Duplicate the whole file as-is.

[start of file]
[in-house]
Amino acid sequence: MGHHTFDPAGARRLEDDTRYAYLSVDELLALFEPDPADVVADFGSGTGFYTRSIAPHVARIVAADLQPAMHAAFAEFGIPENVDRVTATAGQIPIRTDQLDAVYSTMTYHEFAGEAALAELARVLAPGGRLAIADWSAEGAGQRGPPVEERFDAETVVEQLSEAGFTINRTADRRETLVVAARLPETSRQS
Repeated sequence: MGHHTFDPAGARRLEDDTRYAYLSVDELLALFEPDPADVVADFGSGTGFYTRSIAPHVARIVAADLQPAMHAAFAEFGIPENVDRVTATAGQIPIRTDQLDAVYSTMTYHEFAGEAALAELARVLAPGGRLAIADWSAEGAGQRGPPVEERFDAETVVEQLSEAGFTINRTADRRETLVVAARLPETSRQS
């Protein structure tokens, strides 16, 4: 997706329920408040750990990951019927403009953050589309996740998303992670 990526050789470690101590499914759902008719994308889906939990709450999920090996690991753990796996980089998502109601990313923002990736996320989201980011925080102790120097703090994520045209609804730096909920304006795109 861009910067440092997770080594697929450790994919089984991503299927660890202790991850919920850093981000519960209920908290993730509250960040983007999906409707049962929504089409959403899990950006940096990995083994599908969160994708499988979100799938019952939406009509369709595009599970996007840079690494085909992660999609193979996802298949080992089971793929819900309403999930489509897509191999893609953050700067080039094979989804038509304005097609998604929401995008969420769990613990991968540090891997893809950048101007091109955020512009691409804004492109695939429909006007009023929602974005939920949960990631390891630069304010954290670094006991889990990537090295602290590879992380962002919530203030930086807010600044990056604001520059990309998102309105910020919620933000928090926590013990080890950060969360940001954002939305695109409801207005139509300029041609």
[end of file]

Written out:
[in-house]
Amino acid sequence: MGHHTFDPAGARRLEDDTRYAYLSVDELLALFEPDPADVVADFGSGTGFYTRSIAPHVARIVAADLQPAMHAAFAEFGIPENVDRVTATAGQIPIRTDQLDAVYSTMTYHEFAGEAALAELARVLAPGGRLAIADWSAEGAGQRGPPVEERFDAETVVEQLSEAGFTINRTADRRETLVVAARLPETSRQS
Repeated sequence: MGHHTFDPAGARRLEDDTRYAYLSVDELLALFEPDPADVVADFGSGTGFYTRSIAPHVARIVAADLQPAMHAAFAEFGIPENVDRVTATAGQIPIRTDQLDAVYSTMTYHEFAGEAALAELARVLAPGGRLAIADWSAEGAGQRGPPVEERFDAETVVEQLSEAGFTINRTADRRETLVVAARLPETSRQS
């Protein structure tokens, strides 16, 4: 997706329920408040750990990951019927403009953050589309996740998303992670 990526050789470690101590499914759902008719994308889906939990709450999920090996690991753990796996980089998502109601990313923002990736996320989201980011925080102790120097703090994520045209609804730096909920304006795109 861009910067440092997770080594697929450790994919089984991503299927660890202790991850919920850093981000519960209920908290993730509250960040983007999906409707049962929504089409959403899990950006940096990995083994599908969160994708499988979100799938019952939406009509369709595009599970996007840079690494085909992660999609193979996802298949080992089971793929819900309403999930489509897509191999893609953050700067080039094979989804038509304005097609998604929401995008969420769990613990991968540090891997893809950048101007091109955020512009691409804004492109695939429909006007009023929602974005939920949960990631390891630069304010954290670094006991889990990537090295602290590879992380962002919530203030930086807010600044990056604001520059990309998102309105910020919620933000928090926590013990080890950060969360940001954002939305695109409801207005139509300029041609």